Mr Bylargion believes the Jacques Parijou Fund “wanted to be adults.” “It’s fashion, competitions.” With the distinction that we “specialize in changing the rules”.
The law, which respects the professional status of visual artists, has been perceived as a “deficit of teeth” by Mr. Bylargian. Contracts have no specific and binding requirements.
“It is not advisable to impose a rigid framework on all works,” the professor feels. A private person should be able to order works from the artists of his choice without being forced into messy processes.
This is also my opinion.
This does not preclude the improvement of practices for artists, Mr. Bylarjan.
The government wants to develop a new approach of oversight for the Prime Minister’s monument competition, the sculptor Beauchamp, who failed to get “his contract” back.
“Families don’t have the artistic skill, or the skill of experience or process,” he says.
“They are usually very old and disconnected from the realism of the work and from the concept of efficiency. For these reasons, experience does not accumulate, which explains the quality of the sculptures in Parliament Hill for 40 years.”
Here. Monsieur Beauchamp did not downplay his words.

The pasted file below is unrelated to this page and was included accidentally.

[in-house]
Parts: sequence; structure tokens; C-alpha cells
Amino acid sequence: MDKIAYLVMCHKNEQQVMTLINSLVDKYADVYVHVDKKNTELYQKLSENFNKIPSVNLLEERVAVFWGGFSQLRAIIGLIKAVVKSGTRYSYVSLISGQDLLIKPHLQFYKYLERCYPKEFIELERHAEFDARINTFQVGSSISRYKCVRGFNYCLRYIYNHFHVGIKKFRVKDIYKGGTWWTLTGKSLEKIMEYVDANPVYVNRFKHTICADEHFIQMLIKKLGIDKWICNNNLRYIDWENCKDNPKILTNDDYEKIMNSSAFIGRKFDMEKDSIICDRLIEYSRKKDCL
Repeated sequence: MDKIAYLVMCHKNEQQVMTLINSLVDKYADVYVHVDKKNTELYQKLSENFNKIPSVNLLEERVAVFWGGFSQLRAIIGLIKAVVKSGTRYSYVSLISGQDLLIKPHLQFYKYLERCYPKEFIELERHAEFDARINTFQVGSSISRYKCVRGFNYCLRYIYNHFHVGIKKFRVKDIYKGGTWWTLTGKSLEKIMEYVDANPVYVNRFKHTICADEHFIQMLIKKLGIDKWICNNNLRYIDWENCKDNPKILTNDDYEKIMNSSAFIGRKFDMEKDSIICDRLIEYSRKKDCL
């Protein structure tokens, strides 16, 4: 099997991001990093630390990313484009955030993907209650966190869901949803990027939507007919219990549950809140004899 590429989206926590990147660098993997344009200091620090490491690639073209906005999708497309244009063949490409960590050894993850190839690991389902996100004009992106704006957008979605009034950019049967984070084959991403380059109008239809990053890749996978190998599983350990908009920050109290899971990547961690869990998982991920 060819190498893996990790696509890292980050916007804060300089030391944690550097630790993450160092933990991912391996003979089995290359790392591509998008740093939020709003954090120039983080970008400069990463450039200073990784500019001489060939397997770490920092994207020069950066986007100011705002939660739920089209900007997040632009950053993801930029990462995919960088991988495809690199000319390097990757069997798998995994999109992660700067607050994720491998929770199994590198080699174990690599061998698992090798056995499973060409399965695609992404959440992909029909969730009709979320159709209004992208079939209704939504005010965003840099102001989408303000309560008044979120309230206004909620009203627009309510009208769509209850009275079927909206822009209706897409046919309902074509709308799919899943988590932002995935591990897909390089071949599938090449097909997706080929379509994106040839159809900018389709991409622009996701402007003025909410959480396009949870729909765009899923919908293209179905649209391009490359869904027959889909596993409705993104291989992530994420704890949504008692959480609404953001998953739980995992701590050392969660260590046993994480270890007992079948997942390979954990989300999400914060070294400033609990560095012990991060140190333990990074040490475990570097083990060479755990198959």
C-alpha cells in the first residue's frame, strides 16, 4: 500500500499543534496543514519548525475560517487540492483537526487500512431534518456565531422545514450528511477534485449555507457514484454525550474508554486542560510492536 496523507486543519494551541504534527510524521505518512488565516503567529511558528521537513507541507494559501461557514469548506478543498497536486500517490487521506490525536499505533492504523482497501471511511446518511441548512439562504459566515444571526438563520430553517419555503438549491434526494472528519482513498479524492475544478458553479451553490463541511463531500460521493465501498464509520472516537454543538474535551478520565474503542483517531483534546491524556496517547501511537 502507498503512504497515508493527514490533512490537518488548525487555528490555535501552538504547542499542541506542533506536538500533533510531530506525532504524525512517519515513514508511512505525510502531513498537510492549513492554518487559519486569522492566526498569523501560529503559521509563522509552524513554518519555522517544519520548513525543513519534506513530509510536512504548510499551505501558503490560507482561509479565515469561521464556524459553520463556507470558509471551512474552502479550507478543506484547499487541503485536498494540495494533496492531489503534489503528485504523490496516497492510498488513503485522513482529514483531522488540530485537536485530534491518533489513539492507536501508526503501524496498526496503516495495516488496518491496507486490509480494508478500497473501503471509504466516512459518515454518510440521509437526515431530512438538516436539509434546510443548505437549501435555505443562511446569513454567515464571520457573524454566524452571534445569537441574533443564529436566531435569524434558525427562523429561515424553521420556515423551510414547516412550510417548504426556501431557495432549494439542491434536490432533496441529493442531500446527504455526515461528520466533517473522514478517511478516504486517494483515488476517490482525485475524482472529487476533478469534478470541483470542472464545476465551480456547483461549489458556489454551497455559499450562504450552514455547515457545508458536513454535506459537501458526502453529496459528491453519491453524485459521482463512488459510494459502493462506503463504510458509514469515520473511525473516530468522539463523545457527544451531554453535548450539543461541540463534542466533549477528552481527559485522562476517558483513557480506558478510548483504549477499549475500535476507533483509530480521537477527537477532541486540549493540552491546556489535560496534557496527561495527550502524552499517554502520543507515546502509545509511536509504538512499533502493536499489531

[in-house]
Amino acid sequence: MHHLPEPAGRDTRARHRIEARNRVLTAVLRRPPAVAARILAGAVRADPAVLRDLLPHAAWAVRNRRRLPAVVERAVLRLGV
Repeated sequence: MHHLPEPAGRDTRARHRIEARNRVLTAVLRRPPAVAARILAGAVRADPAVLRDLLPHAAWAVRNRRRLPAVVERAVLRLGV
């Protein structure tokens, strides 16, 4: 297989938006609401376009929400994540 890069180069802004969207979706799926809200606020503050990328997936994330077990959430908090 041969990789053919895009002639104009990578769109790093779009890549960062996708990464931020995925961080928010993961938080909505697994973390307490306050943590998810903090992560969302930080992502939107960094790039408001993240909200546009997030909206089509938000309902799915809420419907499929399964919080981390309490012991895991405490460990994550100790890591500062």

John R. Porter was more diplomatic and subtle, but did not fully agree. He described the sculptures around Parliament as “very diverse and unparalleled”.
He sees it as “a representative form of sculptural offer”.
Mr. Prime Minister And Country Walker
Daniel Beauchamp presented two sculptures to the competition of the Jacques Parijou Fund. Two readings of Parijou’s character.
Very classic at first. What Parliament has to do for a lofty place. Politician Prime Minister Jacques Parijou. A sculpture that does not cause a “stylized break” in the Parliament collection.
Surprisingly for the author, this is what the jury chose.
Mr. Beauchamp’s priority to achieve is second, more courageous and unexpected. Of a militant Jacques Parijou. Country Walker.
Disappointed after the October 30, 1995 referendum, Parijou wanted to capture the moment when he left Parliament to return to civic life.
With a four-flur-de-lis bouquet in his hand, pointing to the Quebec flag, Parijou walks on autumn leaves, in which we can see scraps of paper (ballots) of democratic failure.
For the sculptor listening to the interview between Mr. Parijou and Stefan Bureau, this moment of thought was recorded three days before the referendum, but only aired later. Mr Parijou tells the journalist that if he loses the referendum, his resignation process will begin.
Both models of Beauchamp will not be made in the end. A patron or organization restores (and financially) another Parijou monument project for another location.
To the discerning eye, neither model is particularly similar. The author knows this stuff. At this stage of his creative process, he wanted to explain a “purpose” above all else in the form of a modest plasticine (see photos accompanying this text).
The rest will come later. Physiognomy details, sometimes corrections, this size is too thin for the character, the head is too big, which gives the impression of weight. Selection of chic and pleated fabrics.
Left to negotiate with the client. Until the morning when the “lockout” made these talks unnecessary.